It would seem that least a couple of the innovations in this year’s list of thirty-four innovators presenting at PhoCusWright’s second Travel Innovation Summit have some application to long tail travel companies.
For me, this is an important indication that perhaps the industry in general is starting to pay some attention to this important, yet highly under appreciated segment of the travel landscape.
When you first visit the Goby website, you will probably be surprised at how simple it looks.
It is definitely not like any travel website I’ve seen. It’s dramatic lack of clutter, banner and side banners, and a booking engine are refreshingly different.
What you will find is a search box with three drop down lists that ask what? where? when?
I suppose when you distill the travel experience into three questions, those are the ones that you would probably ask.
So, I gave it a try. In my example (in honour of the upcoming Twilight movie) I thought I would see if I could find any sightseeing tours in Forks, Washington.
I searched for tours in Forks and found several results. Unfortunately, none of them really fit the bill, but where there is a gap, there is an opportunity. Goby has done a nice job of creating a metasearch engine around “Things to do” product.
The fundamental problem is that unlike airline and hotel metasearch, there is no standard product display or delivery, so creating screen scrappers and aggregating scripts that can read and normalize obscure tour products is a real challenge.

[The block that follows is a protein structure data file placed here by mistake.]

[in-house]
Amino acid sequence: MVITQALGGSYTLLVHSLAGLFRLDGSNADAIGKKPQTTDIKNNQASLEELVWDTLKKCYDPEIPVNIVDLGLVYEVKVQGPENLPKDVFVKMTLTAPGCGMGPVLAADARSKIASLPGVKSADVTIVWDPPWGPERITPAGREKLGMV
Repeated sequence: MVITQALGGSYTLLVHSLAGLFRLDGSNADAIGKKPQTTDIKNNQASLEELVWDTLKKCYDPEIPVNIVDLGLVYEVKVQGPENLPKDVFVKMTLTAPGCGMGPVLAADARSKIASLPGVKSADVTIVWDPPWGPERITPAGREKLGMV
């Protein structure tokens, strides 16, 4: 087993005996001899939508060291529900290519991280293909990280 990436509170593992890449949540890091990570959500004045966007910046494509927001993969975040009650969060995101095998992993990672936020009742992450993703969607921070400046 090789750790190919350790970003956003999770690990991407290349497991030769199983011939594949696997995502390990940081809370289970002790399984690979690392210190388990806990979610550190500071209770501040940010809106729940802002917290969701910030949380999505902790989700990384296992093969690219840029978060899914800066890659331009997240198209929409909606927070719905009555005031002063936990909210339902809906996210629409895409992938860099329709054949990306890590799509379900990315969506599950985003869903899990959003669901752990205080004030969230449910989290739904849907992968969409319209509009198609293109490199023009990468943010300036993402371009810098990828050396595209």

Opening up Goby to tour operators to add their own products (similar to Google Local) could go a long way to feeding the index and providing tour operators with a new way to market their tours and activities while driving direct to operator bookings.
Another clear opportunity would be to work on driving some common data sharing standards around those already being developed by the OpenTravel Alliance.
The real innovation for TourAbout is its Social Marketplace system. I had the opportunity, thanks to co-founder Carl Jackson, to review the platform a few weeks ago and I was so impressed I actually included it in a presentation that I did at the Adventure Travel World Summit.
The concept is simple, and one that I have been advocating for some time; engage with potential customers by building social equity through the sharing of expertise.
The opportunity for operators is two fold: firstly, the operator gets to create a profile page that allows them to showcase their tours, their areas of expertise, and humanizes them.
Secondly, the operators get to answer questions posted by travellers that fit their areas of expertise and build relationships both passively and actively.
The social marketplace allows independent operators to overcome a major hurdle with marketing, primarily the question of credibility. By answering questions in the marketplace, the operator builds social equity and credibility.
Although, like all things, it will take time for an operator to build this equity, the benefit of the TourAbout solution is that it brings the travellers (aka customers), consolidates the messaging, and provides the operator with a single place to manage their on-line reputation and profile.
Is it likely that an operator will use TourAbout as their sole means of communicating with travellers? I doubt it, but it is, as far as I am aware, the only site of its kind that provides this level of collaboration and interactivity.
So, will either Goby or TourAbout win the “Best of Show” for the Travel Innovation Summit 2009.
As much as I would hope so, my experience has been that applications that promote emerging markets like tours and activities or independent operators are generally not “sexy” enough.
But, hey, I have been wrong before.
In my books, both of these innovations are winners because they both promote a segment of the tourism industry that never gets enough attention.